that is making my point....who in their right 'mind' is going to eat something to the point of provoking a dangerously high insulin level? something is sidetracking and stressing the brain, causing this binging effect on food.
                        Get on my Level
                        http://malpaz.wordpress.com/

                        Comment


                        • #13
                          Originally posted by MalPaz View Post
                          that is making my point....who in their right 'mind' is going to eat something to the point of provoking a dangerously high insulin level? something is sidetracking and stressing the brain, causing this binging effect on food.
                          Forgive me; I gathered you meant it was purely the mind that controlled the release, not that the mind would lead people to consume foods of a quantity to lead to such releases. That being said, I believe we agree.

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                          • #14
                            Found some more brain-adrenal-cortisol stuff i like...

                            It All Starts In The Brain (The Really Technical Stuff)
                            Adrenal gland function and release of cortisol is a coordination of three different structures in the brain:
                            1. Hippocampus — Inside the temporal lobe of your brain, the hippocampus regulates the circadian rhythm of the hypothalamus-pituitary-adrenal (HPA) axis.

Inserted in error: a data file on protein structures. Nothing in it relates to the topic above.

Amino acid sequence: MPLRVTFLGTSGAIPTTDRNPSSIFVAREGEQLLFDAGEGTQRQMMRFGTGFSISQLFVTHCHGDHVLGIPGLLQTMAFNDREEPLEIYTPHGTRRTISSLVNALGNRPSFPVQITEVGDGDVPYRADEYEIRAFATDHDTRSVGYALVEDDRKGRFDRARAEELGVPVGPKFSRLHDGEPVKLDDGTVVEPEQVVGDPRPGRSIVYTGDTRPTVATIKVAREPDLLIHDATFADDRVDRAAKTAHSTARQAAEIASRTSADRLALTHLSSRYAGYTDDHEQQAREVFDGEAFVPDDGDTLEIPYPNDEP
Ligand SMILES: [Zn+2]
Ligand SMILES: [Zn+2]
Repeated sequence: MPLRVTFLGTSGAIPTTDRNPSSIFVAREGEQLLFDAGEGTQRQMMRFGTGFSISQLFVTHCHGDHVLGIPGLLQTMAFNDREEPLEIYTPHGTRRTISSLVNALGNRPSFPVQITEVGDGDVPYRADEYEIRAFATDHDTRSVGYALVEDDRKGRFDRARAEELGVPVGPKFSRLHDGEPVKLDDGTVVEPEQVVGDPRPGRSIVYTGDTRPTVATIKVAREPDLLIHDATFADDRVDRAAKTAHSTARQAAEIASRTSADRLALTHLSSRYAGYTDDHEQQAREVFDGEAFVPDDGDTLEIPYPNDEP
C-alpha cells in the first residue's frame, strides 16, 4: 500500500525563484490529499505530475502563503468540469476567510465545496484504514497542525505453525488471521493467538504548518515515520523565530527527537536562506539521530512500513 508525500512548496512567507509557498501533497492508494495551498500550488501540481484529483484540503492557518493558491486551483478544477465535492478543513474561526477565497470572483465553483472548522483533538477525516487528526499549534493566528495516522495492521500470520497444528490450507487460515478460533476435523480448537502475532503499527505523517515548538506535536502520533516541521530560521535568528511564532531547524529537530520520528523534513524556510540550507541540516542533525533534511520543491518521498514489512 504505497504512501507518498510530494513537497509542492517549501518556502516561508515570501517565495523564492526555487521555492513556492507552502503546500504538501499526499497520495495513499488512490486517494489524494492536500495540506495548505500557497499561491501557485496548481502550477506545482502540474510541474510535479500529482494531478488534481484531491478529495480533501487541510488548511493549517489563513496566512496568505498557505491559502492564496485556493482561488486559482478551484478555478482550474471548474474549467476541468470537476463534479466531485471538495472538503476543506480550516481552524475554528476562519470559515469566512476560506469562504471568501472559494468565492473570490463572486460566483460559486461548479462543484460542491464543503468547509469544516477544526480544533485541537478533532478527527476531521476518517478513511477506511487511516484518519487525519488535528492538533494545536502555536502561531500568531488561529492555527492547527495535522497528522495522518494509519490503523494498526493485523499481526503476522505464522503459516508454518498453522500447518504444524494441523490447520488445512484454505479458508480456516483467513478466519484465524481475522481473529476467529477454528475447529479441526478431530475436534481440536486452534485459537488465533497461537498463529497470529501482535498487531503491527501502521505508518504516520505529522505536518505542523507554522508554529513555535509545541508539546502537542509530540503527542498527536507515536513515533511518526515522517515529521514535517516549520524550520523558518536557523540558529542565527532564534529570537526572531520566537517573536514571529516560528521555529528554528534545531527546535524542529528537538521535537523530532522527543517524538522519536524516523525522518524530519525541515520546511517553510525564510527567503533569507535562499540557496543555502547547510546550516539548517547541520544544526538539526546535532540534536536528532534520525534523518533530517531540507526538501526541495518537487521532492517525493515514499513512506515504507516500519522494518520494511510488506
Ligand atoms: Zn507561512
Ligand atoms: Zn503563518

2. Mesencephalic reticular formation (MRF) — Within the brain stem itself, the MRF is responsible for promoting a sympathetic response in the body. It does so via excitation of the intermediolateral cell column (IML) in the spinal cord, which stimulates the adrenal medulla to release epinephrine and norepinepherine.
                            3. Hypothalamus — There are a number of nuclei within the hypothalamus, one of which is called the paraventricular nucleus (PVN). The PVN of the hypothalamus receives a variety of inputs that ultimately results in secretion or suppression of cortisol by the adrenal glands.
                            
The Stress Response, 2010
                            The PVN is considered to be the final common structure where numerous different inputs initiate a stress response. Cytokines from the immune system, neurotransmitters from the nervous system, input from the limbic system (emotions), and hormones from the endocrine system all converge to elicit a stress response from the HPA axis at the PVN.